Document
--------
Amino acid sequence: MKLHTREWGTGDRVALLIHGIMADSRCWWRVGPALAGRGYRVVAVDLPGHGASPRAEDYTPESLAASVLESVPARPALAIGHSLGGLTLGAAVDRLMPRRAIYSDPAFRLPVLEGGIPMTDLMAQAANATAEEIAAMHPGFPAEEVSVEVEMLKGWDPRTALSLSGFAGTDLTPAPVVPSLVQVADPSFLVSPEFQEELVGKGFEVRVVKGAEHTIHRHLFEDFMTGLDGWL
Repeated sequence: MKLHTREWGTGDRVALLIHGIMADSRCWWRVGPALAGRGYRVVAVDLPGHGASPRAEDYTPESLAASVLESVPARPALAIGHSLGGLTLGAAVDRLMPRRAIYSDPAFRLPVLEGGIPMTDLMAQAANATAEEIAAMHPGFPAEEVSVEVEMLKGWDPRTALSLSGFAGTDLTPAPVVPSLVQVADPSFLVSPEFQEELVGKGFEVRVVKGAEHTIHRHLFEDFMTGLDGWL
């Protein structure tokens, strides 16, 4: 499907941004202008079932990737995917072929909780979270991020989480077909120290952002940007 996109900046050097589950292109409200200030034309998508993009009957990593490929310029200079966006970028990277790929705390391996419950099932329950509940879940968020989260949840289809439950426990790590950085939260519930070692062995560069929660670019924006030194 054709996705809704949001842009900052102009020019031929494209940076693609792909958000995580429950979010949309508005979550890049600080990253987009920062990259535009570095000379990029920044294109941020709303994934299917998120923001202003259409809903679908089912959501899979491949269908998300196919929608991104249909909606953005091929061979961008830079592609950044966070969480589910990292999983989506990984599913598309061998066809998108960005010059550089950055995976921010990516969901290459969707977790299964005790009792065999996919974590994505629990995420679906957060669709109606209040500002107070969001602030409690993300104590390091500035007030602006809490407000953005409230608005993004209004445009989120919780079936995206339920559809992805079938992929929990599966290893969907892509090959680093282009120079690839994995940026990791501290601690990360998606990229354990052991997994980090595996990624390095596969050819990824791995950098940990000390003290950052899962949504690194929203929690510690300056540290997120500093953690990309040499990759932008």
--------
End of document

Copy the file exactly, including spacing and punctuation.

Amino acid sequence: MKLHTREWGTGDRVALLIHGIMADSRCWWRVGPALAGRGYRVVAVDLPGHGASPRAEDYTPESLAASVLESVPARPALAIGHSLGGLTLGAAVDRLMPRRAIYSDPAFRLPVLEGGIPMTDLMAQAANATAEEIAAMHPGFPAEEVSVEVEMLKGWDPRTALSLSGFAGTDLTPAPVVPSLVQVADPSFLVSPEFQEELVGKGFEVRVVKGAEHTIHRHLFEDFMTGLDGWL
Repeated sequence: MKLHTREWGTGDRVALLIHGIMADSRCWWRVGPALAGRGYRVVAVDLPGHGASPRAEDYTPESLAASVLESVPARPALAIGHSLGGLTLGAAVDRLMPRRAIYSDPAFRLPVLEGGIPMTDLMAQAANATAEEIAAMHPGFPAEEVSVEVEMLKGWDPRTALSLSGFAGTDLTPAPVVPSLVQVADPSFLVSPEFQEELVGKGFEVRVVKGAEHTIHRHLFEDFMTGLDGWL
């Protein structure tokens, strides 16, 4: 499907941004202008079932990737995917072929909780979270991020989480077909120290952002940007 996109900046050097589950292109409200200030034309998508993009009957990593490929310029200079966006970028990277790929705390391996419950099932329950509940879940968020989260949840289809439950426990790590950085939260519930070692062995560069929660670019924006030194 054709996705809704949001842009900052102009020019031929494209940076693609792909958000995580429950979010949309508005979550890049600080990253987009920062990259535009570095000379990029920044294109941020709303994934299917998120923001202003259409809903679908089912959501899979491949269908998300196919929608991104249909909606953005091929061979961008830079592609950044966070969480589910990292999983989506990984599913598309061998066809998108960005010059550089950055995976921010990516969901290459969707977790299964005790009792065999996919974590994505629990995420679906957060669709109606209040500002107070969001602030409690993300104590390091500035007030602006809490407000953005409230608005993004209004445009989120919780079936995206339920559809992805079938992929929990599966290893969907892509090959680093282009120079690839994995940026990791501290601690990360998606990229354990052991997994980090595996990624390095596969050819990824791995950098940990000390003290950052899962949504690194929203929690510690300056540290997120500093953690990309040499990759932008």